First wash the boat to remove surface dirt. You can use any detergent in water, but well water-diluted is particularly effective.
On inflatable boats made of heavy duty vinyl or hypalon, our may be used directly at full strength using a 3M Synthetic Steel Wool Pad (Grey, "000" grade) to help remove stains and to impregnate the fabric with preservative conditioner. NEUTRAL CLEAR™ can be used on any color, but is best on “earth tone" colors ( beige, cream brown etc) since it will not alter the color. is best for white but can also be used on blue, red and other bright colors of fabric. Either product can be used on grey or black).
After neutralizing the cleanser by water-wiping and then toweling dry, seal the surface with . The fabric will again become bright and "new" looking with a protective surface sheen.
Treat Polyurethane fabric more like vinyl (avoid heavy abrasion during cleaning, using only a 3M White scuff pad ("0000" grade) and/or white paper towel. To avoid slipperiness when clambering in and out of the dingy, the top of the inflatable tubes may receive a coat of applied over a SILKENSEAL™ undercoat.
A: COMMISIONING A NEW INFLATABLE BOAT
1. Using white paper towel or microfiber cloth, very sparingly wipe over the fabric surfaces of the dinghy with an appropriate . Use NEUTRAL CLEAR™ for any color of inflatable fabric, but it is especially suitable for "earthtone" colors such as beige, grey, cream, and brown. is absolutely the best product to use on white boats, but it can also be used on yellow, red, blue or any other "bright" colors. It should NOT be used on earthtone colors since it will abnormally change the color in a blotchy pattern, depending upon how much it has soaked in.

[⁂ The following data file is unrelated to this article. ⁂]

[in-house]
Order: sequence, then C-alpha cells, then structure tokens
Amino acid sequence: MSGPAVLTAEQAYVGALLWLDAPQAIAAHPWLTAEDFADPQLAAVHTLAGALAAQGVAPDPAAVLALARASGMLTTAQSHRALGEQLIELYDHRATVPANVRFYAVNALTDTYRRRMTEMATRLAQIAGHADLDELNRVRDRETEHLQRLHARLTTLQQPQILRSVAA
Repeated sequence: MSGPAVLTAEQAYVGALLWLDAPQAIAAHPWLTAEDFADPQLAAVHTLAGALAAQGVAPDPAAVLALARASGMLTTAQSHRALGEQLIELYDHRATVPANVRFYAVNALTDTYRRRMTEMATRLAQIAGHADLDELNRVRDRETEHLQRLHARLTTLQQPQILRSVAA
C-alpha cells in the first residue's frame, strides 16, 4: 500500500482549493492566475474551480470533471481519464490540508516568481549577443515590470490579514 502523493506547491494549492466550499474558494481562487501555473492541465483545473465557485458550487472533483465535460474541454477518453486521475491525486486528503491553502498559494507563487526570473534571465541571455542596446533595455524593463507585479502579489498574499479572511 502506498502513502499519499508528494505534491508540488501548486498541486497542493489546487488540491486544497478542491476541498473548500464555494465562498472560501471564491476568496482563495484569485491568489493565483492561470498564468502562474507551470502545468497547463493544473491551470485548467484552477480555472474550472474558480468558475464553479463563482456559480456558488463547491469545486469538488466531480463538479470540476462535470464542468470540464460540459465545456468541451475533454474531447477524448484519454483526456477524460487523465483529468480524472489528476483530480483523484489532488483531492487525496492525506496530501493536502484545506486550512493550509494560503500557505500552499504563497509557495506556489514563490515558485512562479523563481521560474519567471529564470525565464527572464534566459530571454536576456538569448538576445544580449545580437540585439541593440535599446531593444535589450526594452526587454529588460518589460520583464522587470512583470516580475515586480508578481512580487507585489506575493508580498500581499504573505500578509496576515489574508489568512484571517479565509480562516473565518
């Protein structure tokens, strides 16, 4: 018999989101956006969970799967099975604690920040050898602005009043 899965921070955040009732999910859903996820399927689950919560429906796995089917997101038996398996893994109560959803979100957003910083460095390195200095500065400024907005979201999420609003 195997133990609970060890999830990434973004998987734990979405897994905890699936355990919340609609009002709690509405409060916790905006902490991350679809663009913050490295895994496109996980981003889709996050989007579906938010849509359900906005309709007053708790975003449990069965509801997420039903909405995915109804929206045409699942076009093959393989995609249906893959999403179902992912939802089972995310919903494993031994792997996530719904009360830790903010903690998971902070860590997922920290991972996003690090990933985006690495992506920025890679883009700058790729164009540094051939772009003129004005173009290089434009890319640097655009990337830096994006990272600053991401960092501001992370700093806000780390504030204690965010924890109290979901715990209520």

These Cleanser-Conditioners will impregrate the fabric with conditioners that enhance and maintain suppleness and protect agains color fade, oxidation, mildew or algae. The strong fluorescent blue properties of SEA GLOW™ are especially effective in maintaining snowy whiteness of the inflatable fabric, as we have seen for many years on both vinyl and hypalon,
2. Next wipe the boat over with water-wetted paper towel and then towel dry,
3. Finally, seal the surface against stains and abrasion with "plastic skin" surface protectant. After it is dry to the touch, a second coat may be applied. On underfoot areas that can be slippery when wet (upper surface of the tubes), a coating of can be applied over the SILKENEAL™ undercoat. This product can also be used to protect metal and hard plastic parts, although is a little more protective since one wipe gives a thicker coating.
B: ROUTINE CARE AND MAINTENANCE
Inflatable boat fabric (especially vinyl) is very sensitive to UV, airborne pollutants and abrasion.Therefore:
1. Keep the boat covered or inside whenever not in use.
2. Routinely rinse off the dinghy with fresh water at intervals so that airborne soot and pollutants do not have time to accumulate and start to penetrate the protective layer of SILKENSEAL™
Light Cleaning; Use copiously water-diluted Start with a few squirts into a bucket of water. Alternatively dish soap (less effective) can be used.
Be as gentle as possible while cleaning. Just use soft brushes, microfiber cloth or white paper towel. The white 3M scuff pads ("0000" grade) are also suitable for stubborn grime. Reapply SILKENSEAL™ and/or NON-Slip Superglaze™ if water beading seems diminished.
Moderate Cleaning: Use a 20-50% water dilution of ISLAND GIRL Pink™ . Then rinse well with water and towel dry before resealing the surface with SILKENSEAL™ then (optional) NON-SLIP Superglaze™ on tops of the tubes).
Safety of our Products:
We have done prolonged “soak tests” of inflatable boat seams with our products (ISLAND GIRL Pink™, , NEUTRAL CLEAR™ and SILKENSEAL™ ) both with glued and welded vinyl and glued hypalon. In addition we have used our Cleansers and SILKENEAL™ over a ten year period before glueing on a new “splash apron”on our Tinker dinghy. Properly preparing the surface ( Ajax™ cleaner, then deep sanding, partially melting the surface with toluene). resulted in excellent adhesion to a joint that has lasted for over 12 years (2-part adhesive)
SEA GLOW™, Then SILKENSEAL™
At left: A hypalon inflatable seam after 7 years soaking in NEUTRAL CLEAR™ Cleanser-Conditioner .Also shown is a blue vinyl glued seam after almost one year of similar soaking.A video on inflatable dinghies is show below.